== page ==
Holding back the years: why everyone in South Korea could soon be getting younger

In the Asian country, there are three different ways of calculating your age – one of which means a newborn baby can be two years old. Now the president-elect is pushing for change

Name: The Korean Age.

Age: Korean.

Real age: This is going to get really confusing, isn’t it?

It certainly seems that way. I promise it’s simpler than it looks. Let me ask you a question. How old were you when you were born?

That’s easy. I was zero years old. That’s great! Unless, of course, you were born in South Korea.

Why? Because then you would be one year old.

No, I wouldn’t. Yes you would, because in South Korea babies are one year old when they’re born.

So are pregnancies longer there, then, or …? No, it’s just how they count it. Second question: at what point do you become another year older?

Oh, I know this one: it’s on my birthday. No. It’s on 1 January. Everyone in the entire country gets one year older at exactly the same time, on 1 January.

I’m lost. Then I had better not tell you about the other way of calculating age in South Korea, where babies are born at the age of zero and get one year older on 1 January.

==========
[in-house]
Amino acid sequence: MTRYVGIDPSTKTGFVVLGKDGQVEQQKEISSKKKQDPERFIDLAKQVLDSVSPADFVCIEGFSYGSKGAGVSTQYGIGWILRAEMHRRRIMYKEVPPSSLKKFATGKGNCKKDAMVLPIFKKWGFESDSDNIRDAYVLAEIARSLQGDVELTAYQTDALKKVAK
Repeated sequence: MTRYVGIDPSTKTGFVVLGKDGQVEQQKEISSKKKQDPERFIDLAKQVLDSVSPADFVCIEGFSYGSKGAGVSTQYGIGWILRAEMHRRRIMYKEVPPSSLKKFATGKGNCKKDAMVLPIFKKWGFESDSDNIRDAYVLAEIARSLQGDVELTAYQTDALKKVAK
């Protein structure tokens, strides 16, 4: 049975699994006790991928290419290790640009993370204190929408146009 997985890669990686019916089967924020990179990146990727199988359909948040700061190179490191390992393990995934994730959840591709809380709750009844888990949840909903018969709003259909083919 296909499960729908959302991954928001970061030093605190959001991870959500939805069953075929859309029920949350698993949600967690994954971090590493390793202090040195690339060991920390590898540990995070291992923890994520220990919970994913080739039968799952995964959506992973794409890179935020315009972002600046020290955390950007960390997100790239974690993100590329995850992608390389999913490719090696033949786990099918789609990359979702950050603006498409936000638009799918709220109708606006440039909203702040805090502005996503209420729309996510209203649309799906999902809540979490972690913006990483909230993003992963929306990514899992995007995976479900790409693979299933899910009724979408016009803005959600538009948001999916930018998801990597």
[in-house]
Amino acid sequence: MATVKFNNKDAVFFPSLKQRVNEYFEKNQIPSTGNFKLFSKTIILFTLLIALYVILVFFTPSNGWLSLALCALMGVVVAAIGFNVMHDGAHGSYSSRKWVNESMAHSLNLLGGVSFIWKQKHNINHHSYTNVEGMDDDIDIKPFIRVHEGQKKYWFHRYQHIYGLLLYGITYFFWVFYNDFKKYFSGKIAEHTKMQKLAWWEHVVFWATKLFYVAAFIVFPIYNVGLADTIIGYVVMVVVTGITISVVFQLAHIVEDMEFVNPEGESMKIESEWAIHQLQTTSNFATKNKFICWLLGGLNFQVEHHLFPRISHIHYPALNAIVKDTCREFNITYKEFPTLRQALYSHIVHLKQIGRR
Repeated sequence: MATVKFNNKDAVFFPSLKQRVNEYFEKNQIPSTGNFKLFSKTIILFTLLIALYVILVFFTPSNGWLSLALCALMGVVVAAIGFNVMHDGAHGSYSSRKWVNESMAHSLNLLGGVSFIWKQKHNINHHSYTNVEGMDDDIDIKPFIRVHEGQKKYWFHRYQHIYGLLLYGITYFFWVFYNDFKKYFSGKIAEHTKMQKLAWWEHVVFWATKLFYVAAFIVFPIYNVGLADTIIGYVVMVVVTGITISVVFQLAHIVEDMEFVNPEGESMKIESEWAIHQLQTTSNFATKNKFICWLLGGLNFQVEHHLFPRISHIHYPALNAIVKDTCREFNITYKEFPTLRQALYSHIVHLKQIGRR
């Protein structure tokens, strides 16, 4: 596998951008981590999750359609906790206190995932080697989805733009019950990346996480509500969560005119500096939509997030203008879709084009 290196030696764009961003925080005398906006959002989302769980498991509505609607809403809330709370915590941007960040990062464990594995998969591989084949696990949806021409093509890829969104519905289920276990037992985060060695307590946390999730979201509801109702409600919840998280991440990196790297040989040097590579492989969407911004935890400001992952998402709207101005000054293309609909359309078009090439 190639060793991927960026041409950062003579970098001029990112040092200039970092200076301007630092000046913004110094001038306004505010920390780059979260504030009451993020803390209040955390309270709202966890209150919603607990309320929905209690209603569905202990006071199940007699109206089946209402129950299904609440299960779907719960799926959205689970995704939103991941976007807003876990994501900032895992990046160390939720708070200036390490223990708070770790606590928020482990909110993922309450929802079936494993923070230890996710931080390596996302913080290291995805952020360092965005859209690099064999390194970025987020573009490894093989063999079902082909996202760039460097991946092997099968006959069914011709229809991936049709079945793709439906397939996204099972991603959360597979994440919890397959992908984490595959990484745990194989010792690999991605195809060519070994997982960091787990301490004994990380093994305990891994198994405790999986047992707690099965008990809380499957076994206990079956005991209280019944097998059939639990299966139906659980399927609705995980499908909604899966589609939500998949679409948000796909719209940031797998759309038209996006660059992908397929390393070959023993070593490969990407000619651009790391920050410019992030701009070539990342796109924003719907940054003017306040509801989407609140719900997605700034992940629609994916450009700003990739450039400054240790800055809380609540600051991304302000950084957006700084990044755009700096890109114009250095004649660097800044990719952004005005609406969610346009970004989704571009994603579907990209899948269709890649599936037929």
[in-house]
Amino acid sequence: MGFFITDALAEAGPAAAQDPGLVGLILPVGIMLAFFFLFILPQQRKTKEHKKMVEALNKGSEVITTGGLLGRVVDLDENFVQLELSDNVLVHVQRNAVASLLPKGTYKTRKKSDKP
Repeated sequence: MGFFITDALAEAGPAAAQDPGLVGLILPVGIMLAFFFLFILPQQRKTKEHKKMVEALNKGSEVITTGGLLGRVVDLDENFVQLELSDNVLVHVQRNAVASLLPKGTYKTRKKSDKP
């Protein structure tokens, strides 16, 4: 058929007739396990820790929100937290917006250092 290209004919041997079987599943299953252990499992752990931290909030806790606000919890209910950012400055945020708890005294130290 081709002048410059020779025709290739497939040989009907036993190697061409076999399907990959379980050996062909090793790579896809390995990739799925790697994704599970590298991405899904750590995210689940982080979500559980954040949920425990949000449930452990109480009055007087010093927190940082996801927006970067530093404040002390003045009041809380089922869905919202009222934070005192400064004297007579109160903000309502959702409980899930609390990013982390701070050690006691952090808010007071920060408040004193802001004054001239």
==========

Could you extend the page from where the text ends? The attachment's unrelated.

What? Why? Because it’s tradition, that’s why. As the BBC has reported, this inconsistency means that Kim Tae-hyung – AKA V of pop group BTS fame – is simultaneously 26, 27 and 28 years old, as he was born on 30 December 1995.

This sounds like an almighty headache. It is. South Korea is the only country in the world where a newborn baby can be two years old. And that’s why the country’s president-elect, Yoon Suk-yeol, has proposed a modernisation.

Thank heavens for that. Just don’t expect it to be implemented at all. A similar modernisation policy was proposed in 2019, and again last year, but both attempts failed to get written into law.

But why? I know, right? Imagine living in a country that deliberately chooses to ignore basic global logic in order to appease some spurious, misty-eyed, false memory of tradition and sovereignty.

Well, quite. Anyway, it seems to me like South Korea needs to get a handle on this. I agree completely. What the country needs now is for a real grownup to step in and take charge of the situation. And, you know what? I nominate myself.

Why? Are you a grownup? I most certainly am. I’m … hang on, let me try to figure this out … I was born in … and I get a year older every January … OK, I’m either six months old or 153.

Do say: “South Korea has some really unconventional customs.”

Don’t say: “Says someone who lives in a country that has an official swan census.”

The GuardianTramp

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